High Security Locks, Abloy vs Mul-T-Lock vs Medeco

Our company supplies and installs Abloy locks that are high security with restricted keys. Abloy Protec2 locks are our favorite choice out of the current known set of high security lock options including Medeco, Mul-T-Lock. We have made this choice because of the research and our experience as described below.

There are two reasons our customers need high security locks.
1) Restricted Keyway. They want to keep those who have the key from making unauthorized copies. All the three brands listed above have physically and procedural restricted key copying. Generally when a customer has a restricted key, they need to go back to the locksmith who supplied that key and lock system to make a copy. Other locksmiths cannot make a copy they don't have the key copying equipment or access the original key blanks of that brand of lock which are physically different and wont fit into another locksmith's restricted keyway. In addition to finding the locksmith who originated that key, you also have to show proof that you are allowed to copy the key via a registration card or other signed documentation. How do you find the originating locksmith? It should be stamped or marked on your high security key.
2) They have important stuff to protect. So it's important the lock has no weaknesses against surreptitious and unauthorized entry. They shouldn't be able to be picked open or bypassed even by locksmiths, and they should take forever to get through even via forceful destruction.

Mul-T-Lock Issues:
1) Patent expired. The patent for Mul-T-Lock Interactive expired 2013 [1]. That means that it can be legal to make equipment to copy keys and copy keys, though third party solutions might not be readily available at the time of writing to the general public.
3) Wear and tear. We have experienced a few calls in the field involving keys to these locks wearing out and not being able to smoothly open the locks or not at all. Often the key is hard to push in because the pins are worn and the key has difficulty ramping up.
4) Springs. This lock uses pin-tumbler design (though a neat inner and outer set) that has springs. Springs wear out.
5) Limited master key range. Because it's pin tumbler design, the master key combinations are limited to the length of its pins.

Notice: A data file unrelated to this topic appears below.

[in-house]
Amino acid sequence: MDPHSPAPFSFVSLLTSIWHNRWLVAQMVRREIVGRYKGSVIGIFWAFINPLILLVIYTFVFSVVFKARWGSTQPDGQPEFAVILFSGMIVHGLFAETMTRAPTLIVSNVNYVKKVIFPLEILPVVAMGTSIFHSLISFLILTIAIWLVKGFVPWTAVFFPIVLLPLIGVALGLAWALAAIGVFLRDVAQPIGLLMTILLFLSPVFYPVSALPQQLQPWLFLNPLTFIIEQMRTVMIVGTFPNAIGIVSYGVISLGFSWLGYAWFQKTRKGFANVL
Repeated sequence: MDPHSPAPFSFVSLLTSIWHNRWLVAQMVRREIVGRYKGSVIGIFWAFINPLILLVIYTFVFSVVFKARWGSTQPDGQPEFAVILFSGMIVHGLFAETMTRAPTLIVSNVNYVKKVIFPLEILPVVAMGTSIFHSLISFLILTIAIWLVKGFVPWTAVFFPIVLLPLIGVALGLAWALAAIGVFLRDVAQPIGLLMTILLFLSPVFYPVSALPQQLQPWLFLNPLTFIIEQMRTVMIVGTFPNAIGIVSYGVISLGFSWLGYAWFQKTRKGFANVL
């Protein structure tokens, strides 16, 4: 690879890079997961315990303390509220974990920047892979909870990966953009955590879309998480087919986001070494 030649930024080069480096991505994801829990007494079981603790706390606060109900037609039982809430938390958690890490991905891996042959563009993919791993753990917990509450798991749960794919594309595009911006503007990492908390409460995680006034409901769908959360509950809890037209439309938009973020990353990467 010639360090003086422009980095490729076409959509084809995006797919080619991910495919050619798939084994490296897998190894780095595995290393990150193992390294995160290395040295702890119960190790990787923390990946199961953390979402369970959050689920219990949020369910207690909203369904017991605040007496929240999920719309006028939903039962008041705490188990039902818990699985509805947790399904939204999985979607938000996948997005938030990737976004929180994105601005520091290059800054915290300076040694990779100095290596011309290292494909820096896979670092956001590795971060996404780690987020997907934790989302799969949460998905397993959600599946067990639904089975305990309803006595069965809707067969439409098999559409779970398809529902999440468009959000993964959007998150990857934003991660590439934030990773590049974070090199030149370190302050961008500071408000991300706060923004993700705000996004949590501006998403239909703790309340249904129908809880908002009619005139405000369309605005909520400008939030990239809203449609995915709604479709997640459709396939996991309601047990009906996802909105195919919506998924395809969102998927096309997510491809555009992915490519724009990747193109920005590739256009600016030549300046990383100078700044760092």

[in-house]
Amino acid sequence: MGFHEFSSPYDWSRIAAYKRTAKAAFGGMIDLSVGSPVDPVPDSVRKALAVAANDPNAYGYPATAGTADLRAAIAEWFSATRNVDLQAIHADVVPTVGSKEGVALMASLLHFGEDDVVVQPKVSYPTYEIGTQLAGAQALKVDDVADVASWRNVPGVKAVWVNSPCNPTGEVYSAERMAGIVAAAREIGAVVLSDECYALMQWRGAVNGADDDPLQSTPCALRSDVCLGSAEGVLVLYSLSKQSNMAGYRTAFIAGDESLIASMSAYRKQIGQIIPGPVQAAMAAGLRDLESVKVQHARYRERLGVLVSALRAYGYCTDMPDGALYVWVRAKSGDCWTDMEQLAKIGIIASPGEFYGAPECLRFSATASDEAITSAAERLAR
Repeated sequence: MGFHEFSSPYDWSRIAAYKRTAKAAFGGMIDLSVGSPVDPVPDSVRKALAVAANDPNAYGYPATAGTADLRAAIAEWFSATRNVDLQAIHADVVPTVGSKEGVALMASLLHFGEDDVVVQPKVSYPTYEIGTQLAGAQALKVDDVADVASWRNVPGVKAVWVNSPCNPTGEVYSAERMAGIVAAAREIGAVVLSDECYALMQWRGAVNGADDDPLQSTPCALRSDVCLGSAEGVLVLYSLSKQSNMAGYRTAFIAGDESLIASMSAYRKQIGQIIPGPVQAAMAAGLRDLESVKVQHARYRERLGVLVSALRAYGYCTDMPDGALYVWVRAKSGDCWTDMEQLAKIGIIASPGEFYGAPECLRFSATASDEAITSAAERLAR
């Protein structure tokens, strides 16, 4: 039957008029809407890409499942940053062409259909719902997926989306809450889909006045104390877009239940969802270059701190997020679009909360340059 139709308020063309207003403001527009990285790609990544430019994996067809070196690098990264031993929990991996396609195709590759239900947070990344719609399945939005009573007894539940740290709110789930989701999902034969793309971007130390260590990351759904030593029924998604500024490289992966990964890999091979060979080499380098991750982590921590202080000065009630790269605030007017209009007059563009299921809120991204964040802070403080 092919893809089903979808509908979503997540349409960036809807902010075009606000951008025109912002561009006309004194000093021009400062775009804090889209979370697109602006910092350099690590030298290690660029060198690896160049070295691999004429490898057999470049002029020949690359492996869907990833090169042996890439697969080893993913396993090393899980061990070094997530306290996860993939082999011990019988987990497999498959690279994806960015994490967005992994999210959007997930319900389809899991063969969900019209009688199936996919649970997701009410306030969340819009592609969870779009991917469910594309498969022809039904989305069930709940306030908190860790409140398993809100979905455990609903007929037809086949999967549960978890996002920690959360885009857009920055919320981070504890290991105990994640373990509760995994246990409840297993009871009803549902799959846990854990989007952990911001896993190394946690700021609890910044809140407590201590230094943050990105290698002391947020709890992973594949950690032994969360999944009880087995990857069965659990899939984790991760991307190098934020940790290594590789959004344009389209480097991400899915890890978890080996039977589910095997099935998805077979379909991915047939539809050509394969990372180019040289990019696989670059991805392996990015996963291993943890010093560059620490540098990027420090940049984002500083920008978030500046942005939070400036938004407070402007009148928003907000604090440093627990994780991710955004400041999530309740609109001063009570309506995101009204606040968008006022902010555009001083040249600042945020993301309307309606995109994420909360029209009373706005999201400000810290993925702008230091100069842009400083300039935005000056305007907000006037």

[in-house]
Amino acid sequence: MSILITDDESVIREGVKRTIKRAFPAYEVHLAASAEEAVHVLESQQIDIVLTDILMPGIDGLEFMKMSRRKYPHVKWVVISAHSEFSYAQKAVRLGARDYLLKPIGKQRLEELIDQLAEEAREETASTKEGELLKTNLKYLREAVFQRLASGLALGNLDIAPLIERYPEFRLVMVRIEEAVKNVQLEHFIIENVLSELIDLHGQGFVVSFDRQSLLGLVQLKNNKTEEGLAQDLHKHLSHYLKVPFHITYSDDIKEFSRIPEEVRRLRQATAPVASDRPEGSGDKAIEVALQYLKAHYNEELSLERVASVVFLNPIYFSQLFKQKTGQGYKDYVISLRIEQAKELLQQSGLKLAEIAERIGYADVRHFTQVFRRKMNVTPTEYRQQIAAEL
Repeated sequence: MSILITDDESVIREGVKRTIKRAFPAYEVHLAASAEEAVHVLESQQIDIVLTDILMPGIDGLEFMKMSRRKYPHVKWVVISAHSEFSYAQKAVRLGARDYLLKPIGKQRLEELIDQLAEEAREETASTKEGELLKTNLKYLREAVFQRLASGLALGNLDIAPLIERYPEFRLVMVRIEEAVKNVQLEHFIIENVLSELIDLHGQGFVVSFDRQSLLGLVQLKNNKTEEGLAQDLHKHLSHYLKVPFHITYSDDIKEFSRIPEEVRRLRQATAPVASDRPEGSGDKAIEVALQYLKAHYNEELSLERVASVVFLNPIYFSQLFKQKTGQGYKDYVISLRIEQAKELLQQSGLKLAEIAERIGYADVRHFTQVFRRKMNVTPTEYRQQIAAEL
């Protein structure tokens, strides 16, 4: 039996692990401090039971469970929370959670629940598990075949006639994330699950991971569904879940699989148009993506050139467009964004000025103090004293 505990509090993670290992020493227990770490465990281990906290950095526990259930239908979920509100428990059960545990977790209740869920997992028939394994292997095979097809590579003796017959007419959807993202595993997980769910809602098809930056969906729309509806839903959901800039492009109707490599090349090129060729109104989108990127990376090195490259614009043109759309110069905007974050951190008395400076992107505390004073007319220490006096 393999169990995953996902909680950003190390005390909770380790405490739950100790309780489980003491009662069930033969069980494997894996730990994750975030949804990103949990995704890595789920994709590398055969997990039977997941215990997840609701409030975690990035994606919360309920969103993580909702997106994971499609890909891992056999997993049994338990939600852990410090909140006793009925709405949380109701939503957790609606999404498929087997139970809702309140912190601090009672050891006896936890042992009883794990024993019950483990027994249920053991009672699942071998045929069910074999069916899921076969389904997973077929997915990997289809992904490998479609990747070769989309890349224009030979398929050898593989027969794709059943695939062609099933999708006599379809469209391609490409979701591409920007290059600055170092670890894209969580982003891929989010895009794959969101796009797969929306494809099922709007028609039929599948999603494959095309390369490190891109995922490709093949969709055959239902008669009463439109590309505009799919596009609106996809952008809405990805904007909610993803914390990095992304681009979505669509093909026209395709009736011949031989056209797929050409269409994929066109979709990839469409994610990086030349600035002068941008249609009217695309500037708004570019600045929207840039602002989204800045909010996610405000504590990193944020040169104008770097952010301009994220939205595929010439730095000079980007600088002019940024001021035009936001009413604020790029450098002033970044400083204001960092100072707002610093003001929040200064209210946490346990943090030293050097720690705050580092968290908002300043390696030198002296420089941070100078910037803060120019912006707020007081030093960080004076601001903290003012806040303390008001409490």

Medeco Issues: (note at the time of writing, our company supplies and installs Medeco brand M3 locks)
1) Locks can be opened via photo of the keys and special work around [2]
2) Keys can sometimes break, especially when the keys are cut deeply. We have a few customers who need to order more Medeco keys once a while as theirs snap at points on the cut that are deep.
3) Patent expires soon. The latest M3 Medeco expires 2021. http://lockwiki.com/index.php/Key_patent_expiration_dates
4) Springs. This lock uses pin-tumbler design (though near angled pins) that has springs. Springs wear out. Also some of our customers who have had their Medeco locks after about 10 years need the locks rekeyed due to simply wear on the key and pins, they grind down slight enough for the cylinder to not be as exact to as it was originally.
5) Limited master key range. Because it's pin tumbler design, the master key combinations are limited to the length of its pins.
6) Keys can be theoretically 3D printed
7) Research has shown that certain models can be bumped open, given the correct setup of bump key.

Abloy Issues:
1) The core of Abloy locks might be able to be punched through when not installed into the lock housing. Wayne Winton of TriCounty Locksmiths has suggested this it be a non-issue when the core is installed into a lock housing. We believe this to be the case for mortise and key-in-knob housing where there is something behind the core.
2) because it is disc detainer design and not a pin-tumbler design that more people are used to, on certain installations such on store front mortise deadbolts, it does require an extra quarter turn on the rotation that is slightly different feel than traditional designs; though in our experience, untrained customers haven't mentioned that to be an obstacle in using it daily

In conclusion we like the Alboy Protec2.
It's from Finland.
European stuff is fancy to us Canadians.
It's cost effective (on par with the other brands). It's patent protection goes until 2031 [4]. They look great and are shiny and are heavy. Heavy is good when buying locks. Light weight is not. The key is slim and fits well in your pocket. The tip of the key is centered and has lots of metal to avoid breakage. It has the largest master key combination range of the different brands. The key goes in not too deeply and slips in easily and is easy to turn. There are no pins and springs in its design and should be good to go for long term use without maintenance. There is no known way to pick open these locks as they provide no false sets. By design, bumping is not a method that applies to these locks as there are no pins or springs. There's even a small floating ball on each of your Abloy Protec2 keys that makes it tough to make a 3D copy of using 3D printers; the only key design that his this little floating ball in the industry that we know of. The core technology has been around for a while and has been tried and tested.
In our province, Abloy Protec locks are the standard for AHS in our hospitals. Also Canada Post uses them to protect our postal system.

Interesting facts for conspiracy theorists:
Medeco is owned by the ASSA ABLOY Group, which also owns Abloy and many other lock manufacturers.
Mul-T-Lock is fully owned by ASSA ABLOY Group
Abloy is owned by....suprise! ASSA ABLOY Group and many other lock manufacturers.

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